Indicator: IW-24 Extent of sedimentation (incl sand slugs)

Data

Gully, riverbank and sheetwash erosion deliver over 120 million tonnes of sediment to streams each year.

30,000 km of streams (including 30% of southern Western Australia and 20% of the Murray - Darling Basin) have sand and gravel derived from gully and streambank erosion, to the extent that in-stream ecological health is significantly impaired.

14 million tonnes of sediment is transported to the Queensland coast and 3 million tonnes to the New South Wales coast each year. However, only 20% of sediment delivered to streams actually reach the coast (Table below). The remainder is deposited within the rivers, on floodplains or in reservoirs. Even if source erosion was stopped today, large areas of sand deposition would continue to progress through river systems until sediments are stabilised, extracted or flushed.

River sediment loads are generally 10 to 50 times greater than pre-European loads in intensively used river basins.

Ninety per cent of the suspended sediment loads reaching estuaries are derived from 20% of catchment areas, forming a basis for targeted sediment control.

Deposition of sand and suspended sediments in streams and rivers are greatest in the Murray-Darling Basin, coastal regions of New South Wales, south-east Queensland and the Glenelg region of Victoria and areas of significant vegetation clearance and high intensity rainfall events.

Components of sediment supply (million tonnes per year)
Gross sheetwash and rill erosion 666*
Delivery to stream from sheetwash and rill erosion 50
Gully erosion 44
Streambank erosion 33
Total sediment supplied to rivers 127
Total suspended sediment stored 66
Total bed sediment stored 36
Sediment exported from rivers 25
Total of stores and losses 127

* Does not include sheetwash and rill erosion estimates for the Gulf, Western Plateau or Northern Territory as river budget assessments were not undertaken in these areas.

Source: National Land and Water Resources Audit 2001, Erosion and sediment transport, Land and Water Australia, Canberra, viewed 13 Apr 2005, http://audit.ea.gov.au/ANRA/land/land_frame.cfm?region_type=AUS&region_code=AUS&info=soil_erosion.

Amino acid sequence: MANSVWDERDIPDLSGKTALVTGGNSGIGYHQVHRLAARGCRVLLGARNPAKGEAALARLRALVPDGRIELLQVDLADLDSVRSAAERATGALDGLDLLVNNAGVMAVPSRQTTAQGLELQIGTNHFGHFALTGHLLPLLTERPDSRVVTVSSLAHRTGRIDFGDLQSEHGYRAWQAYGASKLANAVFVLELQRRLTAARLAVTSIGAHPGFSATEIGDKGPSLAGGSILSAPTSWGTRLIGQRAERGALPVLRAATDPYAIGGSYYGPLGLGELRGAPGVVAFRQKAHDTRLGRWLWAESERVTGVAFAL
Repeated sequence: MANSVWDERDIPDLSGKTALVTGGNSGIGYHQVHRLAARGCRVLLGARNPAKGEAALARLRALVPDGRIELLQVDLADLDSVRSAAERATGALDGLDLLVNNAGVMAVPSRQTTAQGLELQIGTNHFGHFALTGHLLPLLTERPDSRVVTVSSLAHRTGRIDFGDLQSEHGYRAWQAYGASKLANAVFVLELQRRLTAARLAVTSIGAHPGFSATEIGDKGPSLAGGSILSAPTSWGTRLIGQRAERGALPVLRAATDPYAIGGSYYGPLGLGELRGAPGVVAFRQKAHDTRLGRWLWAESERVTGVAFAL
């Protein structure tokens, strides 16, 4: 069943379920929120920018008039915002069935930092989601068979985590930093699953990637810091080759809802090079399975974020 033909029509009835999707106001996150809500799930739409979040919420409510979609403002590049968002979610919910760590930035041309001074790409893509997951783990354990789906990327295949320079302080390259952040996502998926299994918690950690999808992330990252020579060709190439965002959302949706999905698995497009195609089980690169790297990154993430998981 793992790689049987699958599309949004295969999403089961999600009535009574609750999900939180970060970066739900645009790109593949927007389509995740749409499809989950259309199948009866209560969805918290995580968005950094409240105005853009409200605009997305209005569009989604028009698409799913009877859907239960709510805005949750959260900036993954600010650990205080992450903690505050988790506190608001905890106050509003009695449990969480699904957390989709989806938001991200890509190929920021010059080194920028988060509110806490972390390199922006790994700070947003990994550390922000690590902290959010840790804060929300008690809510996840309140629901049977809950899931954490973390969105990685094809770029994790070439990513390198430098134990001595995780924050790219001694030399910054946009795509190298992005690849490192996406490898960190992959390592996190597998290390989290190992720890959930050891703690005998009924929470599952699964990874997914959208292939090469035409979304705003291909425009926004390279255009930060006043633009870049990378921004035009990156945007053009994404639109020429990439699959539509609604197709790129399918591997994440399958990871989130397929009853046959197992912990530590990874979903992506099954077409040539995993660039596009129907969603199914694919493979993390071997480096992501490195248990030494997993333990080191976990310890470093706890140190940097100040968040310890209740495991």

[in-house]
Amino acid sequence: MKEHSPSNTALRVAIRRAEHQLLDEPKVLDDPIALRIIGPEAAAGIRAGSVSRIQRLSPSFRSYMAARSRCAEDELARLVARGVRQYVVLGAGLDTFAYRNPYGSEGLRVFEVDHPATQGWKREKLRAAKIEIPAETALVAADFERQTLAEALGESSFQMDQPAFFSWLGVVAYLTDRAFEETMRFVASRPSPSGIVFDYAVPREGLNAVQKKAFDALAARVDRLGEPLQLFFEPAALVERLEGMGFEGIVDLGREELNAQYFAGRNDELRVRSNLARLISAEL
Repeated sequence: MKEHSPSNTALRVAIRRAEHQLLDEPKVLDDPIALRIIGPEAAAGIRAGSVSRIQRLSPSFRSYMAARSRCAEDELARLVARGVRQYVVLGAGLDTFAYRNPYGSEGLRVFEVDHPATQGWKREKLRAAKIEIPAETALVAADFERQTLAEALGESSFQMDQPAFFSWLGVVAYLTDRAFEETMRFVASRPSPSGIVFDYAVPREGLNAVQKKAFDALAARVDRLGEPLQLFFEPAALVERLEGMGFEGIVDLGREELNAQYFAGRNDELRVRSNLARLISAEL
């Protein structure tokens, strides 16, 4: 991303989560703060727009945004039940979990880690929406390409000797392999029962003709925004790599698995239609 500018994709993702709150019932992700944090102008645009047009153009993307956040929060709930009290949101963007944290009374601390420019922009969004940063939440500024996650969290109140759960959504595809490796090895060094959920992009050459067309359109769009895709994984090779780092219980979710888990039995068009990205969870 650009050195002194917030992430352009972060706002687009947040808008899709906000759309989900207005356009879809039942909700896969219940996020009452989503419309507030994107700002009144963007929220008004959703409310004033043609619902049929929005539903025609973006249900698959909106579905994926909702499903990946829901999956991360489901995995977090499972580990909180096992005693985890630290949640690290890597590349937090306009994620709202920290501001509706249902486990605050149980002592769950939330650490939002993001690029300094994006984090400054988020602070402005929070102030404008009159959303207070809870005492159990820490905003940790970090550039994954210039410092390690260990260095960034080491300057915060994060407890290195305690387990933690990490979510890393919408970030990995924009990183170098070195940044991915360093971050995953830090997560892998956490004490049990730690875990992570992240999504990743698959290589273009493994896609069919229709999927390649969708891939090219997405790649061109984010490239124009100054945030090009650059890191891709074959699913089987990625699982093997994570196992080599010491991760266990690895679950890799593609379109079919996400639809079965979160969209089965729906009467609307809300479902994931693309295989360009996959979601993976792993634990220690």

What the data mean

Sedimentation of river systems is extensive and will continue to be so for some time, even if erosion is controlled.

Data Limitations

NLWRA data has not been updated since 2001.

Issues for which this is an indicator and why

Inland Waters - Habitat scale influences - In-stream habitat - woody debris and sand slugs 

Extent of streams and water bodies affected by sedimentation is a direct measure of this pressure.

Other indicators for this issue:

Inland Waters - Catchment scale influences - Land and vegetation condition - Erosion 

Soil erosion has the potential for downstream impacts on creeks, rivers, reservoirs, lakes, and estuarine and marine environments. Water-borne erosion increases the supply of sediment to rivers. Extent of streams and water bodies affected by sedimentation is an indirect measure of the pressure of erosion on riparian vegetation.

Other indicators for this issue:

Inland Waters - Catchment scale influences - Land and vegetation condition - Nutrients and sediments - sources and loads 

Nutrients and sediments from soil erosion often as a result of vegetation removal are an indirect indicator of the pressure of land clearing. Nutrients and sediments in turn have the potential for downstream impacts on creeks, rivers, reservoirs, lakes, and estuarine and marine environments, and ultimately on terrestrial vegetation and other biodiversity. Extent of streams and water bodies affected by sedimentation is therefore also a direct measure of the area potentially affected by excess nutrients.

Other indicators for this issue:

Inland Waters - Habitat scale influences - Water Quality (for surface and groundwater) - Sediment and turbidity 

Soil erosion also has the potential for downstream impacts on creeks, rivers, reservoirs, lakes, and estuarine and marine environments. Water-borne erosion increases the supply of sediment to rivers. Extent of streams and water bodies affected by sedimentation is a measure of the area likely to be affected by turbidity.

Other indicators for this issue:

Further Information